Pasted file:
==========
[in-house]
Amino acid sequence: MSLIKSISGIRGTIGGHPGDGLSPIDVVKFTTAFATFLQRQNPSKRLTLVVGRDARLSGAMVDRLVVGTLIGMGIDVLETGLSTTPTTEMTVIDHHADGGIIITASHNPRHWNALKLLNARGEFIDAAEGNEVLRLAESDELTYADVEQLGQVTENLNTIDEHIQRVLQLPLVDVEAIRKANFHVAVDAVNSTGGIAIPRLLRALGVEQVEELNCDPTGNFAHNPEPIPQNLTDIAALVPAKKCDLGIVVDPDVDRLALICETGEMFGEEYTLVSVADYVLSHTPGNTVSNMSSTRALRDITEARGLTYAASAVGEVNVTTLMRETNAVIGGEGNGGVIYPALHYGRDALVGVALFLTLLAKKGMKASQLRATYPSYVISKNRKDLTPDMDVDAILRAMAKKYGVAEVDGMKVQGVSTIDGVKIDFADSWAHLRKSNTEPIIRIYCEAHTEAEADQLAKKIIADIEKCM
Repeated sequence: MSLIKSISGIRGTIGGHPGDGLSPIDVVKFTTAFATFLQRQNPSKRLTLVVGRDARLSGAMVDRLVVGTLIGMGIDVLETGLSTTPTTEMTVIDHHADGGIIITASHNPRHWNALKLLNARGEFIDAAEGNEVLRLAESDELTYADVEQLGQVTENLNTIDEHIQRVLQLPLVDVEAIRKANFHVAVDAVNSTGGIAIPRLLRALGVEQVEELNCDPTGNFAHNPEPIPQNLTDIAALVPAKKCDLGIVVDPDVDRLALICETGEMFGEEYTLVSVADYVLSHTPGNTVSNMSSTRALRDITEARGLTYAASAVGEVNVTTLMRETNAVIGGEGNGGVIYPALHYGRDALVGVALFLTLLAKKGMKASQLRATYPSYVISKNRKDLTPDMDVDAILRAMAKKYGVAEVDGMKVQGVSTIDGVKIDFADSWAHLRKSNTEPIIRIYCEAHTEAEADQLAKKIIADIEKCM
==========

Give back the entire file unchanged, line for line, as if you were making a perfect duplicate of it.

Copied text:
[in-house]
Amino acid sequence: MSLIKSISGIRGTIGGHPGDGLSPIDVVKFTTAFATFLQRQNPSKRLTLVVGRDARLSGAMVDRLVVGTLIGMGIDVLETGLSTTPTTEMTVIDHHADGGIIITASHNPRHWNALKLLNARGEFIDAAEGNEVLRLAESDELTYADVEQLGQVTENLNTIDEHIQRVLQLPLVDVEAIRKANFHVAVDAVNSTGGIAIPRLLRALGVEQVEELNCDPTGNFAHNPEPIPQNLTDIAALVPAKKCDLGIVVDPDVDRLALICETGEMFGEEYTLVSVADYVLSHTPGNTVSNMSSTRALRDITEARGLTYAASAVGEVNVTTLMRETNAVIGGEGNGGVIYPALHYGRDALVGVALFLTLLAKKGMKASQLRATYPSYVISKNRKDLTPDMDVDAILRAMAKKYGVAEVDGMKVQGVSTIDGVKIDFADSWAHLRKSNTEPIIRIYCEAHTEAEADQLAKKIIADIEKCM
Repeated sequence: MSLIKSISGIRGTIGGHPGDGLSPIDVVKFTTAFATFLQRQNPSKRLTLVVGRDARLSGAMVDRLVVGTLIGMGIDVLETGLSTTPTTEMTVIDHHADGGIIITASHNPRHWNALKLLNARGEFIDAAEGNEVLRLAESDELTYADVEQLGQVTENLNTIDEHIQRVLQLPLVDVEAIRKANFHVAVDAVNSTGGIAIPRLLRALGVEQVEELNCDPTGNFAHNPEPIPQNLTDIAALVPAKKCDLGIVVDPDVDRLALICETGEMFGEEYTLVSVADYVLSHTPGNTVSNMSSTRALRDITEARGLTYAASAVGEVNVTTLMRETNAVIGGEGNGGVIYPALHYGRDALVGVALFLTLLAKKGMKASQLRATYPSYVISKNRKDLTPDMDVDAILRAMAKKYGVAEVDGMKVQGVSTIDGVKIDFADSWAHLRKSNTEPIIRIYCEAHTEAEADQLAKKIIADIEKCM